Concerts, festivals, spectacles a nd spor ting events across the country have been postponed in Argentina, with big name music festivals such as Lollapalooza falling victim to efforts to contain the coronavirus outbreak.
In an address to the nation on Thursday, President Alberto Fernández announced details of his emergency DNU decree, which introduced a host of measures designed to tackle the spread of the virus.
Among other measures, the government ordered the suspension of concerts, shows and events with large gatherings and the closure of some public spaces.
Galleries and museums will also shut doors across the country, while in Buenos Aires City, attractions such as the famed Teatro Colón opera house are closing off to the public.
Prior to the president’s address, a number of provinces – including Santa Fe and Mendoza – said they would postpone events unilaterally, with musician Fito Páez witnessing the cancellation of his scheduled show in Rosario.
CITY AND PROVINCE
Speaking early Thursday morning at a press conference, officials from the Buenos Aires City government announced an immediate suspension of all large shows. The Buenos Aires Province government quickly followed suit.
Buenos Aires Province Cabinet Chief Carlos Bianco announced that the risk of holding large-scale events had been evaluated, and that officials decided would be safest to suspend them until further notice. Their scale, attendance and the potential attraction of foreigners from other countries affected by the infectious disease to shows, were cited as reasons for suspension.
However, there remained confusion as to what constituted a large show. Seeking to clarify the situation, a release from Buenos Aires City Mayor Horacio Rodríguez Larreta said that “any event, meeting or event ...whose object is artistic, musical or festive, with greater than 200 attendees” would be suspended.
In addition, officials would restrict “occupation capacity by 50 percent, which may not exceed 200 people, for all religious activities that take place” at religious sites, theatres, cinemas, game rooms and privately run cultural centres.”
On Thursday, a City decree banned activities in all nightclubs in the City for an initial 30 days. Other provinces, including Córdoba and Mendoza, also followed suit.
Museums, galleries and the capital’s tourist bus would also be affected, officials confirmed. Schools, however, would remain open, national government officials said.
FOOTBALL ON – AND OFF
However, football in Argentina will be continuing – just without fans and only if it involves local residents, the game’s authorities have decided.
On Wednesday, officials suspended a number of upcoming sports events – including the Argentine MotoGP, the South American Swimming Championships, an Athletics Grand Prix meeting, the Fencing World Cup and an Olympic boxing qualification tournament – as a precautionary measure to help prevent the spread of the new coronavirus.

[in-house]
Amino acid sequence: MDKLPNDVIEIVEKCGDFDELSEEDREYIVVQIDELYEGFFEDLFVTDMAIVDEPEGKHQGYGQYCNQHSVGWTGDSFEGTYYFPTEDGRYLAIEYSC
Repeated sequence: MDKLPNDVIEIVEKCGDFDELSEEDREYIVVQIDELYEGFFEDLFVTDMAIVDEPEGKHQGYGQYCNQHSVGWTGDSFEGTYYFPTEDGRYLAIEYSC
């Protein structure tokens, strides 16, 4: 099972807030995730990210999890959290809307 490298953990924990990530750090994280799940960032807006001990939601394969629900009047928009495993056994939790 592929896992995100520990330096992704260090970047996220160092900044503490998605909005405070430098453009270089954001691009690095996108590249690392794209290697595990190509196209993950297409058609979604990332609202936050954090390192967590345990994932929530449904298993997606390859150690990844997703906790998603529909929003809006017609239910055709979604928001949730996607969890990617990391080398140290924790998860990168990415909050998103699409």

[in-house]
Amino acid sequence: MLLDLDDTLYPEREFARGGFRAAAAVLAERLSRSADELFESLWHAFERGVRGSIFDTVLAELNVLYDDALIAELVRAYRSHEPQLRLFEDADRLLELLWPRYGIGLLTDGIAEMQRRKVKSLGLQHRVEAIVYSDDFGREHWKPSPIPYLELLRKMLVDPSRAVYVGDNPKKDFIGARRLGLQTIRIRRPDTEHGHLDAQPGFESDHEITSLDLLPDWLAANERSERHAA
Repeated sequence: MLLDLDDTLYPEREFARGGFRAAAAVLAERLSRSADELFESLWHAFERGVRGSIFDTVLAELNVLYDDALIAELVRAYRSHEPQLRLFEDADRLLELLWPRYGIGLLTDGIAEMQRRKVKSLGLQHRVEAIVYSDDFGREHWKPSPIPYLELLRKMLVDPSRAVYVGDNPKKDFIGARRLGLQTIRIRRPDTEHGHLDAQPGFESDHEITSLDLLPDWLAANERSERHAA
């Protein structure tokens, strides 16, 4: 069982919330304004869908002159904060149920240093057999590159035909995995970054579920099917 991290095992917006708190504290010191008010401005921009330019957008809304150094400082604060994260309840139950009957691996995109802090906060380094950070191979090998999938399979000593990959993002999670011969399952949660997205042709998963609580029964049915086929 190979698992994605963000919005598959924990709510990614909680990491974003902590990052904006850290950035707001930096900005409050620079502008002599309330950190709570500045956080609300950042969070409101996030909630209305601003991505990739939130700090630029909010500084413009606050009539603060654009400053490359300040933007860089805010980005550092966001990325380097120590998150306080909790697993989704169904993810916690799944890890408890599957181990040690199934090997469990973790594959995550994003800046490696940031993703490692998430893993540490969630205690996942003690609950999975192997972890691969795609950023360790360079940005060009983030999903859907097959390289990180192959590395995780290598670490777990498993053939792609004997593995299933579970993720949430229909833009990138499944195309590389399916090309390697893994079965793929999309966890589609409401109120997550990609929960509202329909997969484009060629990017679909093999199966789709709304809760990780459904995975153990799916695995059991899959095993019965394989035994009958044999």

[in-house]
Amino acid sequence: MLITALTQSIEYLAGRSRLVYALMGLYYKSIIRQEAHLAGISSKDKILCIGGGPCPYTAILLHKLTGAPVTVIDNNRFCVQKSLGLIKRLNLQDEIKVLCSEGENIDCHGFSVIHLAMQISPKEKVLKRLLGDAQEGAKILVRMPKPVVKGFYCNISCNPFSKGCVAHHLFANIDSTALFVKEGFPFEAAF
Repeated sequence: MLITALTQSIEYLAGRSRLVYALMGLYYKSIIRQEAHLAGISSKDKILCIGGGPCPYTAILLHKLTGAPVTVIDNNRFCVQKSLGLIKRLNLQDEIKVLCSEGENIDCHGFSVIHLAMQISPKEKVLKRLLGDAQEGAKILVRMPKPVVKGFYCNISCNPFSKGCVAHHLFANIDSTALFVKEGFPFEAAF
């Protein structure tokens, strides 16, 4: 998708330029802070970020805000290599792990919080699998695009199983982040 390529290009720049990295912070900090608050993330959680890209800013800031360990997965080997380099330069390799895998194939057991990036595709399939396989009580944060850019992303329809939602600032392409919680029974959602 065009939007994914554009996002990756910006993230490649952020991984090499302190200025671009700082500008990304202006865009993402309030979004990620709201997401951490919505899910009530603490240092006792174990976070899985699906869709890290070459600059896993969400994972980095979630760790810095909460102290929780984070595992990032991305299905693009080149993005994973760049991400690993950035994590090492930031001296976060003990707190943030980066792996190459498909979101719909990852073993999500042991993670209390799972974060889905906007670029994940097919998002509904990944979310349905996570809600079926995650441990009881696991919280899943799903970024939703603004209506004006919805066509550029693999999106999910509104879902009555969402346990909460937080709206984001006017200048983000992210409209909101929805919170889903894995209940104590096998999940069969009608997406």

The Sports Secretariat initially said all March sports events had been suspended, but later clarified (in its fourth press release featuring corrections) that the measure only targeted events “due to take place in the next few days in which sports people coming from affected countries were due to take part.”
Amid confusion and speculation, on Thursday Tourism and Sports Minister Matías Lammens clarified in a letter to Argentine Football Association (AFA) chief Claudio Tapía that authorities should “preventively suspend until further notice the attendance of the public” at all matches across the country.
Meanwhile, on Thursday CONMEBOL said it would suspend upcoming Copa Libertadores matches.
“Committed to the prevention of Covid-19 and faced with the risk of its spread, and to safeguard delegates, referees, officials, press and fans, [CONMEBOL] has taken the decision to suspend the 2002 Copa Libertadores matches in the week of March 15-21,” said the governing body in a statement.
FIFA also moved to postpone upcoming South American World Cup qualifiers.
“Matches originally scheduled to take place during the international window of 23-31 March 2020 are postponed to later dates,” world football’s governing body announced on Thursday.
Earlier in the week, President Fernandez also urged human rights organisations to reconsider their scheduled demonstrations for the National Day of Memory of Truth and Justice on March 24, the anniversary of the 1976 coup that brought the military dictatorship to power. They cancelled the event yesterday.